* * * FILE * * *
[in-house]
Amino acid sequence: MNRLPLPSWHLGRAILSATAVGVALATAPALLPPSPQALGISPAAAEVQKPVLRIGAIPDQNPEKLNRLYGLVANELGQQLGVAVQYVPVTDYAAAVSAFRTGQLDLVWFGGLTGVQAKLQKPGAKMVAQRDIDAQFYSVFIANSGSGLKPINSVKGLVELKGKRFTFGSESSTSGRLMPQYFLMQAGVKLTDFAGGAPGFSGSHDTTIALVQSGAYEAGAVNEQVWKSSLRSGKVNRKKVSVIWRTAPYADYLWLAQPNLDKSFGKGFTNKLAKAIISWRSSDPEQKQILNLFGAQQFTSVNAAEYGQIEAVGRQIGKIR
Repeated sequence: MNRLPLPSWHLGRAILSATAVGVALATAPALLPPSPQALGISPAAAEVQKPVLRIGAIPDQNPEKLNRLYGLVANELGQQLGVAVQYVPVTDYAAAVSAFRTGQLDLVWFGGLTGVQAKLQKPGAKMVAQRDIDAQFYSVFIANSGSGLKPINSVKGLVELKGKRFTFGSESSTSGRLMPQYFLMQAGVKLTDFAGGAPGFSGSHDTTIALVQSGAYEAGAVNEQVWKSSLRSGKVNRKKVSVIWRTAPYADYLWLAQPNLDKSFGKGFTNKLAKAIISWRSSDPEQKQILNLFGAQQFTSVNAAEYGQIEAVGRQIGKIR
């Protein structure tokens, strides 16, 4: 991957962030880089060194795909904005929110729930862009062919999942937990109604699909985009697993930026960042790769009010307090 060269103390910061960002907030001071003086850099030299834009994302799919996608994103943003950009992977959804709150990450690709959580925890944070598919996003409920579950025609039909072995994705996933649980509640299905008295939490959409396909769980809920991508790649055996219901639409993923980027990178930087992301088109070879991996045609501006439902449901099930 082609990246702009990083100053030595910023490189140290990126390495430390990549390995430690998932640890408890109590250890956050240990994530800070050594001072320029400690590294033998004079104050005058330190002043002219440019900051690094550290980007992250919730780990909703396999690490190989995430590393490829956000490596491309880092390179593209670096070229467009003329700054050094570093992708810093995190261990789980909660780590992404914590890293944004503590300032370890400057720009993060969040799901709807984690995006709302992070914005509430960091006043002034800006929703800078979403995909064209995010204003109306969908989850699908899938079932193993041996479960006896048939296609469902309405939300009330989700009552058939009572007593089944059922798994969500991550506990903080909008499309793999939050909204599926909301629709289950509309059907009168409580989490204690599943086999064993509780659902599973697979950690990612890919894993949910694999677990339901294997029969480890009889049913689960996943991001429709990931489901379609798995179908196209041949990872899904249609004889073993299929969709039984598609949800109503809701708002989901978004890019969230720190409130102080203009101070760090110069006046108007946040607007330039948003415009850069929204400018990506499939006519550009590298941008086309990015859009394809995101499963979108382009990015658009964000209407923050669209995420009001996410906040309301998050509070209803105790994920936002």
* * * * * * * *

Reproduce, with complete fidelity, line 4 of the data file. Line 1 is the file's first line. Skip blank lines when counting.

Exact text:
């Protein structure tokens, strides 16, 4: 991957962030880089060194795909904005929110729930862009062919999942937990109604699909985009697993930026960042790769009010307090 060269103390910061960002907030001071003086850099030299834009994302799919996608994103943003950009992977959804709150990450690709959580925890944070598919996003409920579950025609039909072995994705996933649980509640299905008295939490959409396909769980809920991508790649055996219901639409993923980027990178930087992301088109070879991996045609501006439902449901099930 082609990246702009990083100053030595910023490189140290990126390495430390990549390995430690998932640890408890109590250890956050240990994530800070050594001072320029400690590294033998004079104050005058330190002043002219440019900051690094550290980007992250919730780990909703396999690490190989995430590393490829956000490596491309880092390179593209670096070229467009003329700054050094570093992708810093995190261990789980909660780590992404914590890293944004503590300032370890400057720009993060969040799901709807984690995006709302992070914005509430960091006043002034800006929703800078979403995909064209995010204003109306969908989850699908899938079932193993041996479960006896048939296609469902309405939300009330989700009552058939009572007593089944059922798994969500991550506990903080909008499309793999939050909204599926909301629709289950509309059907009168409580989490204690599943086999064993509780659902599973697979950690990612890919894993949910694999677990339901294997029969480890009889049913689960996943991001429709990931489901379609798995179908196209041949990872899904249609004889073993299929969709039984598609949800109503809701708002989901978004890019969230720190409130102080203009101070760090110069006046108007946040607007330039948003415009850069929204400018990506499939006519550009590298941008086309990015859009394809995101499963979108382009990015658009964000209407923050669209995420009001996410906040309301998050509070209803105790994920936002």